THE SMELL is the first thing you notice, an acrid smoky smell that sits around Emmanuel Episcopal Church in Lake Village. There is little exterior damage visible from the road, since the fire started on the far side of the church. But a closer look shows that the large vertical front windows are gone, blown out by the fire, and glass litters the sidewalk. Smoke stains curlicue around the eaves of the building. And the closer you get, the stronger the smell grows.
There is no mistake once you walk inside. Where the outside is bright and sunlit, the inside is dark, black. While much of the church may be reparable, since the fire was contained to one end, the altar is scorched and the ceiling above it alligatored. Books lay open to fire-eaten pages, other books curled and swollen from the firefighters’ water. The organ keys are melted into grotesque shapes, and the piano is charred. Light pours in from above the chancel, where the fire began and ate its way inward before the firefighters could put it out.
The fire that destroyed much of Emmanuel Church’s altar and chancel areas is believed to have been sparked by a lightning strike. People reported hearing a loud crack of thunder around 12:45 p.m. on Monday, Aug. 11, and an old tree just across the road shows evidence of a strike.
No one was in the building at the time. A passerby saw the smoke and called the fire department, and a parishioner managed to save the chalice and patten.
THE DAY AFTER THE FIRE, eight parishioners gathered with Bishop Benfield in a circle of folding chairs beneath a shade tree on the property. There was, of course, talk of loss and grief and insurance. But Emmanuel Church is a healthy and growing congregation, highlighted in a video at this year’s diocesan convention, and the conversation under the shade tree turned quickly to the future.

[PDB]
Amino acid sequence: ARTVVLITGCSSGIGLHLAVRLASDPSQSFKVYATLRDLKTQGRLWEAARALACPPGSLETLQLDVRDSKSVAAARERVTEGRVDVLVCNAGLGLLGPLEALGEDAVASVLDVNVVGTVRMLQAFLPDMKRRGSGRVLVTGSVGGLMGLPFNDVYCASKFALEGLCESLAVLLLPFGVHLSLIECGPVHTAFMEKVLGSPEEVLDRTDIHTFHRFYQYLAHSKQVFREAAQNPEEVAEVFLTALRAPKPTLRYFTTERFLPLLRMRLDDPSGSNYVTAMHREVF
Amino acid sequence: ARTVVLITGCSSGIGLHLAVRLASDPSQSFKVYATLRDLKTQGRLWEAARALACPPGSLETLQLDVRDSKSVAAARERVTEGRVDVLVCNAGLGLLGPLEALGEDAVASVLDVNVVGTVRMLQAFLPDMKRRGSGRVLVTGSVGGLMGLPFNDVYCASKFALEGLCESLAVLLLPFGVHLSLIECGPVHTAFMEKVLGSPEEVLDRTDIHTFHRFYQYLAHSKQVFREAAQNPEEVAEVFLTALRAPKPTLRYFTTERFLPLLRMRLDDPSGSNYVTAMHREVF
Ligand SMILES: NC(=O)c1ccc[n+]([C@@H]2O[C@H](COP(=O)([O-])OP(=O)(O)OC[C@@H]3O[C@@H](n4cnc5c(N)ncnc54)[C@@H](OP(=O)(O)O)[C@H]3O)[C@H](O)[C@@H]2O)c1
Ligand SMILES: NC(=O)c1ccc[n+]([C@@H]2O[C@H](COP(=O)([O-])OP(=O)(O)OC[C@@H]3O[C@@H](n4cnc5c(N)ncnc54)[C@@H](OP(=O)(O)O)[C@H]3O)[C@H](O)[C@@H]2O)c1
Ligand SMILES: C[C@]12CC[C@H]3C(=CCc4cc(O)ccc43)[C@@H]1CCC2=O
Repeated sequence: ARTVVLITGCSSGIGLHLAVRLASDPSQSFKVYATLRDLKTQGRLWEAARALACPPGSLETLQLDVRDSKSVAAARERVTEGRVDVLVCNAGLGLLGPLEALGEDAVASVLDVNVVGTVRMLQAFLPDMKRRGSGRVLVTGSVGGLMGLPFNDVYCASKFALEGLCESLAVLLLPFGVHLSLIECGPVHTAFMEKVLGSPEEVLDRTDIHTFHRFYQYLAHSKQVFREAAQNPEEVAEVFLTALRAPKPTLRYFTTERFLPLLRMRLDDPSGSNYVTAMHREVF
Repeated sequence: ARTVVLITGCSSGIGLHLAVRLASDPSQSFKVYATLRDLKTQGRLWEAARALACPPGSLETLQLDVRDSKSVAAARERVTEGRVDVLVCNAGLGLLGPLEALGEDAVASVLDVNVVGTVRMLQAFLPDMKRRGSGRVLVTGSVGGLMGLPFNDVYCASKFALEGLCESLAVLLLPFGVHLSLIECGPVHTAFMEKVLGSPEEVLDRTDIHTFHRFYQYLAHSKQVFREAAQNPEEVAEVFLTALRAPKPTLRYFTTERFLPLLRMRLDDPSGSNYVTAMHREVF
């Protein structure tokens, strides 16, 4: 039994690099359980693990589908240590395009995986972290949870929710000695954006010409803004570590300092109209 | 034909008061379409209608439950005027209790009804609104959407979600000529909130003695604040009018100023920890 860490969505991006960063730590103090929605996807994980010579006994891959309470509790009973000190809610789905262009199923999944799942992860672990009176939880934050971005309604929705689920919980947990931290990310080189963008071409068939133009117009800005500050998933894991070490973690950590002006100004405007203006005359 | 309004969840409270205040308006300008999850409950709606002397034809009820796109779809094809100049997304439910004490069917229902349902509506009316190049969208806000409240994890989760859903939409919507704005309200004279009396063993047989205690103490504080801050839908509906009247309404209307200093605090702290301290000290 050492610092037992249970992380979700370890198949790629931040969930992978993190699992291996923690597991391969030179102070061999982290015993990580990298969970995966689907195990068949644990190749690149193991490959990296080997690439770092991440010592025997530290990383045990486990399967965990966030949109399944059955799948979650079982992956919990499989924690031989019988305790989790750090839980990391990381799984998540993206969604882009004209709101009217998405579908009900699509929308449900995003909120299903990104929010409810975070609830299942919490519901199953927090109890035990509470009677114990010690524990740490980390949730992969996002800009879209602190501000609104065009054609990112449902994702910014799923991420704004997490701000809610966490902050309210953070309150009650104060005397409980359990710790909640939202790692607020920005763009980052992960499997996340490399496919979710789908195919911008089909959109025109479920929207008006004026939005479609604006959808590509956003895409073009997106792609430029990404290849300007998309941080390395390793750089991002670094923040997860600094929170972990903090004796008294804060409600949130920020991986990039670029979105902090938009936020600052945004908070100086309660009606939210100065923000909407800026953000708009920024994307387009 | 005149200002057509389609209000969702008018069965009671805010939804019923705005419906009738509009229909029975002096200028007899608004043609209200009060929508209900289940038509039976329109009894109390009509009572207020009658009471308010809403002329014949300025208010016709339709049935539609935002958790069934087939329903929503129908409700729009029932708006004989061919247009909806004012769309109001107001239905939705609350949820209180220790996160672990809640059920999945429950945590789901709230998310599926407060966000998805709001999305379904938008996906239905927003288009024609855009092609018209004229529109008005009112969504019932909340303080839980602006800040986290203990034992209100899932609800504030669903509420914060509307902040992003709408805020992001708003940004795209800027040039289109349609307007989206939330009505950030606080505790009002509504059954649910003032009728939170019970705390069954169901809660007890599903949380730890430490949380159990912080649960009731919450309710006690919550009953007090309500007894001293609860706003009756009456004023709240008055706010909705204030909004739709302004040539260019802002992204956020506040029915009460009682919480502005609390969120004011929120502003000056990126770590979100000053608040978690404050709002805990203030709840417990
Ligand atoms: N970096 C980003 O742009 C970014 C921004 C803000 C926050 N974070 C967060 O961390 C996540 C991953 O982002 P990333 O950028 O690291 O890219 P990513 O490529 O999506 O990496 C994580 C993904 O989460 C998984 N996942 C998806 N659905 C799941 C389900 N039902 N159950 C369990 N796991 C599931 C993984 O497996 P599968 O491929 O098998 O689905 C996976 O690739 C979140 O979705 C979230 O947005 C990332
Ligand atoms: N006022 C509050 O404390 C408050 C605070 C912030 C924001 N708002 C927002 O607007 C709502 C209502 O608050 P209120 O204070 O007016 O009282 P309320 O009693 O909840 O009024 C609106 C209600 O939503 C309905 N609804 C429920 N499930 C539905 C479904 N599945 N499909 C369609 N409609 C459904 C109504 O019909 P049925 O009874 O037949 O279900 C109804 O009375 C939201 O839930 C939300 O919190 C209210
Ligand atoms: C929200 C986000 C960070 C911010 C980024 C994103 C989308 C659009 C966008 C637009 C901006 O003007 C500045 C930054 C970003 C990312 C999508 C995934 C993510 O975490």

“Well, do y’all want to have a service this Sunday?” asked one parishioner. “Meet here and then afterward put on our masks and start sifting through?” Everyone agreed, and it was decided that, weather permitting, the service would be held on the shore of Lake Chicot, just across the road from the church. Since both the piano and organ were lost in the fire, one parishioner agreed to find some songs everyone could sing a cappella. Several other Episcopal churches have already supplied the congregation with prayer books, altar linens, and furnishings.
And beyond this Sunday, the parishioners at Emmanuel see a bright future, saying that the fire might even be an opportunity for the congregation to grow. And Bishop Benfield agreed. “If people see you being the Church even without a church building,” he said, “you’re going to attract new people.”